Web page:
Originally Posted by hildamman View Post
Thanks, I am going to move the ground to the engine block.
Hil - Bill makes some good points above...this may be a great opportunity for you to do a complete review and check of your boat’s entire grounding and bonding system to ensure that everything is wired correctly and check the integrity of the connections.

Here’s a link to a good article on the subject: https://www.westmarine.com/WestAdvis...unding-Systems

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Re: Electrical Grounding via thru-hull

I will conduct the review and post my findings here. That said, based on what I know, I am confident that there is a negative bus that connects the two negatives of the battery (house & starter) and that negative bus runs to the thru-hull.

I know this because I removed a large 225 Amp Hour House 8D House battery and replaced it with 3 x 85 Amp Hour batteries where 2 of the 85 Ah batteries where House Batteries and one of them I combined with the starter battery. During this process, I was able to complete the circuit and measure voltage on a multi-meter by connecting the positive end of the multi-meter to the positive House Battery and the negative end of the multi-meter to the negative starting bank.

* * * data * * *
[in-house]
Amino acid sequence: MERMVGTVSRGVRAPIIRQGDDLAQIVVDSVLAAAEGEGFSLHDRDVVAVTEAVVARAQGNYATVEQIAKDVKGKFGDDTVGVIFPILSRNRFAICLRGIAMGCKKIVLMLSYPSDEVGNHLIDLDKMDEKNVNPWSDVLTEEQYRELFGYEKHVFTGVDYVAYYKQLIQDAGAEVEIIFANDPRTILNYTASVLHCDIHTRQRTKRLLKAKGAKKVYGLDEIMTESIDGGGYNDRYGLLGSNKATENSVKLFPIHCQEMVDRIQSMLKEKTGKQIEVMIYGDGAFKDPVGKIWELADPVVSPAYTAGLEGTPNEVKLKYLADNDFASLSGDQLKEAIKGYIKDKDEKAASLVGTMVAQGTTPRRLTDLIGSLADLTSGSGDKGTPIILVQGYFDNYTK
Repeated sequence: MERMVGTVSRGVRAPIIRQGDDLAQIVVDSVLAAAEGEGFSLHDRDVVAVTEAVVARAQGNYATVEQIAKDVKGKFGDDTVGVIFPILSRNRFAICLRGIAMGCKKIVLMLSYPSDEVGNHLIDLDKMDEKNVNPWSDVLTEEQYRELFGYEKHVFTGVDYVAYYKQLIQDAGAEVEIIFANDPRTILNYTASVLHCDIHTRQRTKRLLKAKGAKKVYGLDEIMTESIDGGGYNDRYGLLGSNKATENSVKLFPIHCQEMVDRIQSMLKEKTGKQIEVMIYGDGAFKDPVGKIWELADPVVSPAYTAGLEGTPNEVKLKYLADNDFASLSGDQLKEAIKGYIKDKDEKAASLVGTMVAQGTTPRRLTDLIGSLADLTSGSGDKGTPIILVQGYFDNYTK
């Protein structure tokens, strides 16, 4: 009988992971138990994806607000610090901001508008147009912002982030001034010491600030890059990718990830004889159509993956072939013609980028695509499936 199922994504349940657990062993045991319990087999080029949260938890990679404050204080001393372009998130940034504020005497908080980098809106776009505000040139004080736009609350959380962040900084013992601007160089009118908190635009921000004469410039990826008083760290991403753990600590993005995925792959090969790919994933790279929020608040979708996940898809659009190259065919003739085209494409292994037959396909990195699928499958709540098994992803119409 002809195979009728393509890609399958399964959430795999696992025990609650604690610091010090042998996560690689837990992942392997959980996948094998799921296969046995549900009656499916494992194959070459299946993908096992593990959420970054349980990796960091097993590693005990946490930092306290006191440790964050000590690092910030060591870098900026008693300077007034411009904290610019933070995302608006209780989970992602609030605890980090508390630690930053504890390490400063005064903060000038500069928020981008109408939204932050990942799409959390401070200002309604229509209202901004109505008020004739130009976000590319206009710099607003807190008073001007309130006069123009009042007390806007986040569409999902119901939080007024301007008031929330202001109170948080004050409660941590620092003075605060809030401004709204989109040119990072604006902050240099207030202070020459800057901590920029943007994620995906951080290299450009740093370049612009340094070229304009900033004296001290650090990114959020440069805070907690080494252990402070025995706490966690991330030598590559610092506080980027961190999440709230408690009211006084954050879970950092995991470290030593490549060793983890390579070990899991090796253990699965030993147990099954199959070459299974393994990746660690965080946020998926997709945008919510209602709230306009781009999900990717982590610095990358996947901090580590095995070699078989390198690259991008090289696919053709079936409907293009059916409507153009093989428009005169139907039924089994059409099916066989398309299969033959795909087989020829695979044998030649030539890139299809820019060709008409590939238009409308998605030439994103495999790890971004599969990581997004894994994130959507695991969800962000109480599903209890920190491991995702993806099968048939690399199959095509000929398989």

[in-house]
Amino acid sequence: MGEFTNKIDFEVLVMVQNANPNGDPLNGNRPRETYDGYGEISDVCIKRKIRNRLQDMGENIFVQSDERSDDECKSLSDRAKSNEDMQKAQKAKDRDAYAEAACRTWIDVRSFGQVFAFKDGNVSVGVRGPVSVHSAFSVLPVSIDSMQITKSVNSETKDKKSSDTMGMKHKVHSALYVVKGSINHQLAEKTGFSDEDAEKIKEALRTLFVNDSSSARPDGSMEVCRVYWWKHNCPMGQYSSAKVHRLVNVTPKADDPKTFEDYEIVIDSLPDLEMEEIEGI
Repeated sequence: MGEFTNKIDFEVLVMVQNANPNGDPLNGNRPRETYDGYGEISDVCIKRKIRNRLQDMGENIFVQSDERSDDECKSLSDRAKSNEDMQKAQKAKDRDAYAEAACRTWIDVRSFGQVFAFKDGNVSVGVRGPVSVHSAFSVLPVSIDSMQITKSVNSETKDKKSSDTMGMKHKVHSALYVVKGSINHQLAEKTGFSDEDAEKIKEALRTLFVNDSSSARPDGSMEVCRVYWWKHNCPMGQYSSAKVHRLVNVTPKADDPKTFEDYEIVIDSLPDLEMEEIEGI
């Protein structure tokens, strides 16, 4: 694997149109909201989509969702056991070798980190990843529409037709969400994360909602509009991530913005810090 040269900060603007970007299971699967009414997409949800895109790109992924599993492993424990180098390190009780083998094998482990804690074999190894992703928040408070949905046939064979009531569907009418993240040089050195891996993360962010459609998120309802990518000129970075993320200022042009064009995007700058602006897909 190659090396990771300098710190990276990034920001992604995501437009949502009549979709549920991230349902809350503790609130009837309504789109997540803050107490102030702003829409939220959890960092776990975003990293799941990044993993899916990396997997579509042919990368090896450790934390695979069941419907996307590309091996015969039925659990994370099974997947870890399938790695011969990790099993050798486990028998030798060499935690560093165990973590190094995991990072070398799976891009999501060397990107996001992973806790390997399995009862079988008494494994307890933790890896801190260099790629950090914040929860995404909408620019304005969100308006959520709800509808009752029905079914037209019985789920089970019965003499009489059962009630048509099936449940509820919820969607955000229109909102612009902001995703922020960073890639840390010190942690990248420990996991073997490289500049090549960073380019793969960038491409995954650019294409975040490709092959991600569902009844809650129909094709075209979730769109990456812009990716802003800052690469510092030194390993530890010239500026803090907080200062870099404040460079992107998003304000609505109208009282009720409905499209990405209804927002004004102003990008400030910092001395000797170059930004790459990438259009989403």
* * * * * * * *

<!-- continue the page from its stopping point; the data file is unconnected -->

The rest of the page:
I do not think that the grounded thru-hull is part of a bonding network because, if it were part of such a network, all the thru-hulls would be connected together, and I would not have just one wire running to a single thru hull.

That said, it does make sense to double check the setup just to be sure and I will check it and update this thread.